4 out of 5
Interestingly, amidst calamity – Nokkers once again attack Jananda, but in a frighteningly novel fashion, reanimating dead corpses – Yoshitoki Oima refinds their pacing and tonal balance, crafting more nuance, slow-build emotions.
The attack takes up the first half of this tankobon, bringing events with Hayase to a head. The action is quite grotesque at points, and painful – the effects of the Nokkers start to lean into body horror, and I’d say the manga gets a leg up on the anime in this bit, perhaps because we can dawdle on the visuals at our own leisure. But the helplessness of the situation – there are plenty of dead on the island for reanimation – is also quite palpable, despite events moving very quickly. Yoshitoki also revisits the seeming theme of To Your Eternity from a new perspective, giving it refreshed weight and impact: Fushi has to reevaluate the relative “value” of life and lives – what does it mean to kill someone who’s already dead? While this isn’t a new question for zombie-related media, the way its been brought about here, in a series rife with such thoughts, hits hard.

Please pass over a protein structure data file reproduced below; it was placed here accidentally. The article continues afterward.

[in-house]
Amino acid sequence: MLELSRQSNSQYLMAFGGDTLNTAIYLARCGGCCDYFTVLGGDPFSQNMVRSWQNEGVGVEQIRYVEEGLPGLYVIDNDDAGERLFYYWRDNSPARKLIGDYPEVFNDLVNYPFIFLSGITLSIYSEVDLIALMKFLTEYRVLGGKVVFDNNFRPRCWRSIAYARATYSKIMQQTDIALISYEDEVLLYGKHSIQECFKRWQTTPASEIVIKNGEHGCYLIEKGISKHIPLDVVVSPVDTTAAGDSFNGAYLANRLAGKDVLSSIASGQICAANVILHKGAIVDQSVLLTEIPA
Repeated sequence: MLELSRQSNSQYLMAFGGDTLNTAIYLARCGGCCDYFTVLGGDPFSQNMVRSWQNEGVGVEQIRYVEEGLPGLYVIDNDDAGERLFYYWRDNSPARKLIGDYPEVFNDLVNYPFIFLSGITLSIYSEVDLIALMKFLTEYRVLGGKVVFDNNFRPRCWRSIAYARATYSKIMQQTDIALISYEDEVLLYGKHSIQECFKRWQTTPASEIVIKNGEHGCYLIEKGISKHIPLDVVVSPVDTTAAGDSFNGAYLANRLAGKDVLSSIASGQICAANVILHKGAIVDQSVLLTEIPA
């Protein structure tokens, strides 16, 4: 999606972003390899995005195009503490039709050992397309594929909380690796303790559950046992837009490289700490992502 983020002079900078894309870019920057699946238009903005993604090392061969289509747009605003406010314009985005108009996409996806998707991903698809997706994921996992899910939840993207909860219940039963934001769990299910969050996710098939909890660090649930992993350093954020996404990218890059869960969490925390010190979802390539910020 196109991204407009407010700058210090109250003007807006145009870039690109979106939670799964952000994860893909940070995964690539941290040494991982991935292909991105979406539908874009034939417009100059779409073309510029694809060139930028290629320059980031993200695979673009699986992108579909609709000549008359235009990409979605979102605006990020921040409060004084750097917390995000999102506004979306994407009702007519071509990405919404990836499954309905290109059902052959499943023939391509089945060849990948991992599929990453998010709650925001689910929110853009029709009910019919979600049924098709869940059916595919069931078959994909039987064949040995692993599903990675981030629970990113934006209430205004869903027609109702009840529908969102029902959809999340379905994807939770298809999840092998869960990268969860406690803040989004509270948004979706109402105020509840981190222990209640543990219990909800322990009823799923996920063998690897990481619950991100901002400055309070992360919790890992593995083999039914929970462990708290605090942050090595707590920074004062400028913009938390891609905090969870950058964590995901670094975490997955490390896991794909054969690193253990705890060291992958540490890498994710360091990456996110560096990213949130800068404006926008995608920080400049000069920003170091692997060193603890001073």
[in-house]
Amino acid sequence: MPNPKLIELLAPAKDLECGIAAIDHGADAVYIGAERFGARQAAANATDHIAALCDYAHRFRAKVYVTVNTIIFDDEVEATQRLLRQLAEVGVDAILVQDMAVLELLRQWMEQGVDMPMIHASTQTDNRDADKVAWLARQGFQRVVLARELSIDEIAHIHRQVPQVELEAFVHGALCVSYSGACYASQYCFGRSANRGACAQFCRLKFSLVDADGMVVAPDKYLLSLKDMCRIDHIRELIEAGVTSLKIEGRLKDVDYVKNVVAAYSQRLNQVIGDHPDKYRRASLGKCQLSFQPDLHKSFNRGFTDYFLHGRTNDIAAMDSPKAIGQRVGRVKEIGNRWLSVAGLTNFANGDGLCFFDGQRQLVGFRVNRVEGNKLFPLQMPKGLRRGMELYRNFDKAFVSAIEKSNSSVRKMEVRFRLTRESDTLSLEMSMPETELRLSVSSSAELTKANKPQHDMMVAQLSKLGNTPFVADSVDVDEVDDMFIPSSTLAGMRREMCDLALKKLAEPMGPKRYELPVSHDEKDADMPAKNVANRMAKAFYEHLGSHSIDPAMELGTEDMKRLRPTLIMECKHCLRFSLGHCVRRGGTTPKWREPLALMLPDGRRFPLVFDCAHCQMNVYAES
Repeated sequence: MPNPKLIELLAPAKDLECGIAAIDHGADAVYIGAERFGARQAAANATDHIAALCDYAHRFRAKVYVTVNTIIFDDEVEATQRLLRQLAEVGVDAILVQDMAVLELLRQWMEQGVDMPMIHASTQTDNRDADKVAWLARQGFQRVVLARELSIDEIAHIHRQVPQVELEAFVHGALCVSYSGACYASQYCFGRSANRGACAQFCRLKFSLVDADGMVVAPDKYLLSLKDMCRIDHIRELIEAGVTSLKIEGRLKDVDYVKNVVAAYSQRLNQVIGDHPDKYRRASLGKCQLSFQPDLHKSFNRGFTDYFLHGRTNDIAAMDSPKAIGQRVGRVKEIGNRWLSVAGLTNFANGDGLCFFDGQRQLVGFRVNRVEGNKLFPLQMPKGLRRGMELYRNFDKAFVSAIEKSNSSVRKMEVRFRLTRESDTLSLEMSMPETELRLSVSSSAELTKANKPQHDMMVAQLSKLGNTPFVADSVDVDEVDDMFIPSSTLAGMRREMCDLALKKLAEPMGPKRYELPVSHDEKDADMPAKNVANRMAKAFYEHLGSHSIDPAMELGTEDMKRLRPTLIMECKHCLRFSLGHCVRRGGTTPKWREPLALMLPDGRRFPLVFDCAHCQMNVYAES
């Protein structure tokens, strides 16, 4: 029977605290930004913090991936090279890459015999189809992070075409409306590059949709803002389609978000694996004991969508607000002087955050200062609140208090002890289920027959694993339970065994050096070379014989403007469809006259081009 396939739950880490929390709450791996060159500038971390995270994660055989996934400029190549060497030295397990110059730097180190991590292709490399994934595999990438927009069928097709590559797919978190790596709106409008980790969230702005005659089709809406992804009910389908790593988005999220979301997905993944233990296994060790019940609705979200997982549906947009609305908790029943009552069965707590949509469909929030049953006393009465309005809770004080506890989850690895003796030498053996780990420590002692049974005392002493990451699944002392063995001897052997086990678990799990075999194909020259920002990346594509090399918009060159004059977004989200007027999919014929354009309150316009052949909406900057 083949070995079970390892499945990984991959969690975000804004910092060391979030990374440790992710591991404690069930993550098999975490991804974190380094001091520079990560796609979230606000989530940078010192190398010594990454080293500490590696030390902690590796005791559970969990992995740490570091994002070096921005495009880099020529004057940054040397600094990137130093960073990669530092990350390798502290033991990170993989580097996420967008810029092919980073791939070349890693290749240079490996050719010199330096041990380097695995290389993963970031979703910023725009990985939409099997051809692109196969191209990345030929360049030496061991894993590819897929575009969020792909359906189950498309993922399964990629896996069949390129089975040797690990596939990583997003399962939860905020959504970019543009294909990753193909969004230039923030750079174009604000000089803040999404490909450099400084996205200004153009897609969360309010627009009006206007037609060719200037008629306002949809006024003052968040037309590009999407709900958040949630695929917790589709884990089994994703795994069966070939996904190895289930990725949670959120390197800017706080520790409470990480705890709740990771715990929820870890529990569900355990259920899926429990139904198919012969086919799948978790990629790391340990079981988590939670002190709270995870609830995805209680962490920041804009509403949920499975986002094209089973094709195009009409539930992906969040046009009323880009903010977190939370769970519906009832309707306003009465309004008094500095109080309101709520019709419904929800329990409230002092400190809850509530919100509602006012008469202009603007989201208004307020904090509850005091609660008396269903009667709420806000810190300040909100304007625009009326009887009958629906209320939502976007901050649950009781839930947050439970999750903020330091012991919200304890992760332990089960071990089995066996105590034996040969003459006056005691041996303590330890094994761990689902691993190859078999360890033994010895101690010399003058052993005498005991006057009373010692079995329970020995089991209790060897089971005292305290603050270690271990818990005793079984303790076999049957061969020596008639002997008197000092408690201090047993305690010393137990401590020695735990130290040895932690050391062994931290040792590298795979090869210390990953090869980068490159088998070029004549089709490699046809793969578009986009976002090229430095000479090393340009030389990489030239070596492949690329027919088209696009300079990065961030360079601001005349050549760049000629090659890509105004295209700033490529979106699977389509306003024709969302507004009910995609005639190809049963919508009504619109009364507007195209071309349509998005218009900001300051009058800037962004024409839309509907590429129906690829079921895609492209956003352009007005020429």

Some of the moralizing in the concluding moments of this arc, and right before the battle begins, are rather soft-balled – Tonari is perhaps a weak character overall, sort of short-hand to put a voice to some complex concepts – but this is all followed up by a punishingly effective exchange between Hayase and Fushi, which leads into a final section in which Fushi reunites with Pioran. This part of the collection is perfect: Fushi hasn’t had to experience the human condition as directly as he does here – not distracted by outside threats, not trying to figure out a new form – and, again, though the scenes only take place over a few panels and pages, they carry a lot of emotional heft.